The question of the potential biological impacts associated with these changes is more complicated than detecting the physical impacts. Changes in the biological processes varied from a fundamental alteration in the basis of the food web to the exclusion of subyearling chinook and chum salmon from a large portion of the tidal marshes. The effects of these specific changes, however, are difficult to partition from the effects of numerous other impacts in the Basin. Furthermore, our ability to assess impacts of estuarine conditions on the Fish and Wildlife Program has been limited by a lack of appropriate and available data. Information necessary to meet the 1994 Program objectives was simply not acquired for the estuary. Similar obstacles were expressed to the ISAB by the NMFS study team who noted that the data are insufficient to even determine the extent of modern estuarine use by salmonids.
While the ISAB recognizes the limitations of data to directly assess impacts of changes in the estuary on the Fish and Wildlife Program, after our review it is our assessment that these changes have been detrimental to salmonids and the rebuilding objectives of the Program. We base this advice principally on three major issues:
- The significant loss of peripheral wetlands and tidal channels; these habitats are important to the early rearing, survival and growth of chum salmon, sub-yearling chinook, and smaller coho salmon in other west coast estuaries.
- The extent of change to seasonal flows following development of the hydrosystem. The affects of these changes are closely associated with the impact of the development of the navigation channel. In combination these developments have resulted in changes to estuarine circulation, deposition of sediments, and biological processes.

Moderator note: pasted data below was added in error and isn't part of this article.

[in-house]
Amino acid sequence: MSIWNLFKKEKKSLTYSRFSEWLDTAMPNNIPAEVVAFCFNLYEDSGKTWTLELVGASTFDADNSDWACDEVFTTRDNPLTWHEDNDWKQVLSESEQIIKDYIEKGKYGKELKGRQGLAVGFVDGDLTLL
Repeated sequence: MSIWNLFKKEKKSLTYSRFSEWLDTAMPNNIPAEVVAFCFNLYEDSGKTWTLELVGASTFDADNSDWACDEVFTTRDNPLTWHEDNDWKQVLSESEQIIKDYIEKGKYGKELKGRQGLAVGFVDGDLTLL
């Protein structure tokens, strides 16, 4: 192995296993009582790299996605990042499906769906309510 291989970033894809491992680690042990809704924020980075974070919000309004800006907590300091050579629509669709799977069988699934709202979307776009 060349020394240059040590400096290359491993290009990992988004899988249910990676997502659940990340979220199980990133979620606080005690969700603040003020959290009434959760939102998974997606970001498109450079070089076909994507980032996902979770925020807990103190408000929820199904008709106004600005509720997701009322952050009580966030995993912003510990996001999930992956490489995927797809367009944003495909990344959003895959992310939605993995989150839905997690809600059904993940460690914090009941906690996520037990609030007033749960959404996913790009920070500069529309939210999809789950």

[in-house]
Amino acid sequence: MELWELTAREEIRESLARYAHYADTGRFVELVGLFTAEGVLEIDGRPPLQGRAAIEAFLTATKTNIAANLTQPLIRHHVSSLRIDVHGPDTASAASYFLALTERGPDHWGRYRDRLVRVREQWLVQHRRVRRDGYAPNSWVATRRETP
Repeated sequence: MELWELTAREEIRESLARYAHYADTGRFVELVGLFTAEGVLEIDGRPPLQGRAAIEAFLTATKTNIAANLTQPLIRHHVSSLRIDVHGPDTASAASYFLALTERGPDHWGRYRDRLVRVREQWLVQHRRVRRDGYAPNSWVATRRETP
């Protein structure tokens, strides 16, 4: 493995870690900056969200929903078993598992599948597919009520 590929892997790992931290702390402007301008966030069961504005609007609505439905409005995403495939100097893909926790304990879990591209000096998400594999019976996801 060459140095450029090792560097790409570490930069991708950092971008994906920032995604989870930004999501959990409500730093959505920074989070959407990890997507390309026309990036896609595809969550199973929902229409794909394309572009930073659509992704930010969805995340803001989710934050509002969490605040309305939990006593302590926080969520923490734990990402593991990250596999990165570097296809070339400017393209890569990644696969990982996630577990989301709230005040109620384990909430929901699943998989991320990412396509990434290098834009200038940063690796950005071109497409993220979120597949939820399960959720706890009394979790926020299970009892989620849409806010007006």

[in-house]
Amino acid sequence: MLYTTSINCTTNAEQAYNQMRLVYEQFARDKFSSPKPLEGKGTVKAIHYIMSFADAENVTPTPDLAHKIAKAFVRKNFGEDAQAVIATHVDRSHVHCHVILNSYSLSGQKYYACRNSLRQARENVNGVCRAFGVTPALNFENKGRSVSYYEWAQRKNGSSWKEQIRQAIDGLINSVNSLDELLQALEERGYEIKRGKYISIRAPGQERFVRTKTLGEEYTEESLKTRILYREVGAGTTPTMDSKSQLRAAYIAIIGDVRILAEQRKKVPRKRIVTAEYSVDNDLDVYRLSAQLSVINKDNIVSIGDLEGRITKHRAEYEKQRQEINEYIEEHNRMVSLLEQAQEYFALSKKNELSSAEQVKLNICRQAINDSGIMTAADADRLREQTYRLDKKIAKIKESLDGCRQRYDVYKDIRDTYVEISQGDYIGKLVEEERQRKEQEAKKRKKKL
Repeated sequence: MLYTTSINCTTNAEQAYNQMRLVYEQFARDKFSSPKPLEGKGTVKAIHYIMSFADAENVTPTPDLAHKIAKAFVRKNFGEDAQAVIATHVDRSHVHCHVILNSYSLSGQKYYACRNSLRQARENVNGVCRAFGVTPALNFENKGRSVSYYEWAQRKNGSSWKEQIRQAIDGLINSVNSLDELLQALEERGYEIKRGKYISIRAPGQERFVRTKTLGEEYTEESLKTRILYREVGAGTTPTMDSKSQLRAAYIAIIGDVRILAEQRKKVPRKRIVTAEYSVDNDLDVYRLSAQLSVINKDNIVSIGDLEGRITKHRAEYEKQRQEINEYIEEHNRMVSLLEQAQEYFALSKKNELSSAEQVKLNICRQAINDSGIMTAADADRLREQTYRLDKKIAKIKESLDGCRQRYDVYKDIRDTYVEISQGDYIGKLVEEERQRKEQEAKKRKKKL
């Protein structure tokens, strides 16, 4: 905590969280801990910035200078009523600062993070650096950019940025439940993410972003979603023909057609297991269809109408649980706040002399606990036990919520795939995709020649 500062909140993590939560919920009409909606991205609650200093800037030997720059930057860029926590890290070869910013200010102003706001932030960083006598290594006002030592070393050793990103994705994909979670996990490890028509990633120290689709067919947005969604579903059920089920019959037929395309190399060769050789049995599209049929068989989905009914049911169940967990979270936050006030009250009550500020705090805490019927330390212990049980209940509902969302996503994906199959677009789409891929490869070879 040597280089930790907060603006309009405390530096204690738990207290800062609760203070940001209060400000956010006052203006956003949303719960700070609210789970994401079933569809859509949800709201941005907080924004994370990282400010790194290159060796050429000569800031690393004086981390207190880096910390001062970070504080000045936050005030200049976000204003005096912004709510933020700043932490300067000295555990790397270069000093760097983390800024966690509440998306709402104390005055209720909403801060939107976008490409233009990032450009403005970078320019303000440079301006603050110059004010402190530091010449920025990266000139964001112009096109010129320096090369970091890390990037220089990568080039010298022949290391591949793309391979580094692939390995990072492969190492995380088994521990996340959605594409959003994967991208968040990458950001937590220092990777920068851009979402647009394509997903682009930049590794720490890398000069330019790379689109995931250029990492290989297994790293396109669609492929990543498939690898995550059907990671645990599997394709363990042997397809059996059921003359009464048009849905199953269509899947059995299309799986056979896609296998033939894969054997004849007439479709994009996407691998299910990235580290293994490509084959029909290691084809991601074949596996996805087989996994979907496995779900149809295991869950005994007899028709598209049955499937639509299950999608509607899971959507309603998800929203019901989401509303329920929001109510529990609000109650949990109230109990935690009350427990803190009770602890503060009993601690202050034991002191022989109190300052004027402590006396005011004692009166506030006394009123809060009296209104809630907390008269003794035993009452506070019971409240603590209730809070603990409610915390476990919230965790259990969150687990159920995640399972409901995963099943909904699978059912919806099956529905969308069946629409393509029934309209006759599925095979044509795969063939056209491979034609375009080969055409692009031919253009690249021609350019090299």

- The need for precautionary advice given the current state of most salmonid populations in the Basin, the magnitude of change in the estuary, and the lack of investigations upon which to base alternative advice.
As the 2000 Fish and Wildlife Program is developed, the ISAB recommends an aggressive experimental program targeted to reduce the likelihood of prolonged uncertainty about the impact of estuarine conditions. Such a program should incorporate monitoring of the physical environment (such as currently begun via the CORIE program, Oregon Graduate Institute) combined with evaluation of large-scale manipulations of estuarine habitats. The intent of these manipulations would be to study changes presumed to have had negative impacts and to conduct these at a scale that can be measured within the natural environment. These types of programs would be consistent with the vision statement in the 2000 Fish and Wildlife Program: "Wherever feasible, this program will be accomplished by protecting and restoring the natural ecological functions, habitats, and biological diversity of the Columbia River Basin."
The types of large-scale programs that are envisioned include: a) removal of dykes in the lower river and upper estuary to restore connections between peripheral floodplains and the river or fluvial zone of the estuary; b) actively managing sources of salmonid predation in the estuary through restoration of natural habitats, removal of habitats artificially created due to channel construction and/or maintenance, or controlling predator populations; c) establish an allocation of water within the annual water budget for the Basin, that would simulate peak seasonal discharge, increase the variability of flows during periods of salmonid emigration, and restore tidal channel complexity in the estuary (aided by removing pile dykes where feasible).